If you’re going to need a refill before you get back into town you can either ask for a larger quantity from your doctor or ask if your pharmacist could refill your medicine a little early. Some insurance programs have a grace period of one “vacation refill” per year. If you take prescription pain or anxiety medicines, talk with your doctor or pharmacist beforehand about what to do about refills during the time you will be gone. Some medicine requires a new printed prescription each time you get it filled, which can be very difficult to get if you need another fill while out of town.

When traveling outside the United States, you can avoid spending your vacation visiting the local bathrooms instead of the beaches or museums by being extra cautious about your food and drinks. My daughter made it through 9 months as an exchange student in Bangkok, Thailand with no sickness until buying a snack from a street vendor. She got so sick her host family had to take her to a hospital. Avoid unpeeled fruits, uncooked veggies like salads, and prepared meals that may have been stored at improper temperatures or not completely cooked. With beverages, “boil it, cook it, open it, or forget it”. And watch out for ice cubes or shaved ice: don’t drink a freshly opened bottle of water or soda that has been poured over ice!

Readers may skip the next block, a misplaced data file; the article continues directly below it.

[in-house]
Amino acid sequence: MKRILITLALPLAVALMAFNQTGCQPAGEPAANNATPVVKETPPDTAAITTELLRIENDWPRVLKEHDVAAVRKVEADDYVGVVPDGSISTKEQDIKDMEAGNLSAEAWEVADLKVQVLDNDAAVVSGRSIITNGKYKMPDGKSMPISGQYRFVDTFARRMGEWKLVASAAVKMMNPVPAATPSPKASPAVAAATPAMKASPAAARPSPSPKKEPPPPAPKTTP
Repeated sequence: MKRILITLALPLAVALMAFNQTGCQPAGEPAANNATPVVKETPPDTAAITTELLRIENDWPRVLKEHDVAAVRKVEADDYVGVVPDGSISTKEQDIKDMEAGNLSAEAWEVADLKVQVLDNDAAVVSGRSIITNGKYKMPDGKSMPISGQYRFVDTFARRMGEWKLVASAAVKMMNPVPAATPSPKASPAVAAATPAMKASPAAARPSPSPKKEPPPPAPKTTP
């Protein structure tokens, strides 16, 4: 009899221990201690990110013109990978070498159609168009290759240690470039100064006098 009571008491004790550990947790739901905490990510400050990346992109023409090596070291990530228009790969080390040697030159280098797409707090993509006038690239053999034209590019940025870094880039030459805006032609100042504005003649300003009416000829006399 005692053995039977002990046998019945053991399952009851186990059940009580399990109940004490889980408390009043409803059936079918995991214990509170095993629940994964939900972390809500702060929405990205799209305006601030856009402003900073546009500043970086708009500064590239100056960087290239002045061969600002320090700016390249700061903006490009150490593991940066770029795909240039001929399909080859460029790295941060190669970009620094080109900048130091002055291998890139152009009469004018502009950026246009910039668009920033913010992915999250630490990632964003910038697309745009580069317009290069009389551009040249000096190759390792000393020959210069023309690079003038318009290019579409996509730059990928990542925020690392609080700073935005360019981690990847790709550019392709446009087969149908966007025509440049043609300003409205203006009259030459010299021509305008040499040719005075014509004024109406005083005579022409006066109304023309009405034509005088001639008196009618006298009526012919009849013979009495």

If you do end up with nausea, vomiting or diarrhea, DON’T take NSAIDs (non-steroidal anti-inflammatory drugs) such as naproxen (Aleve®) or ibuprofen (Advil®, Motrin-IB®) for pain, swelling or fever. Taking an NSAID like naproxen or ibuprofen while dehydrated can damage your kidneys. Take acetaminophen (Tylenol®) instead.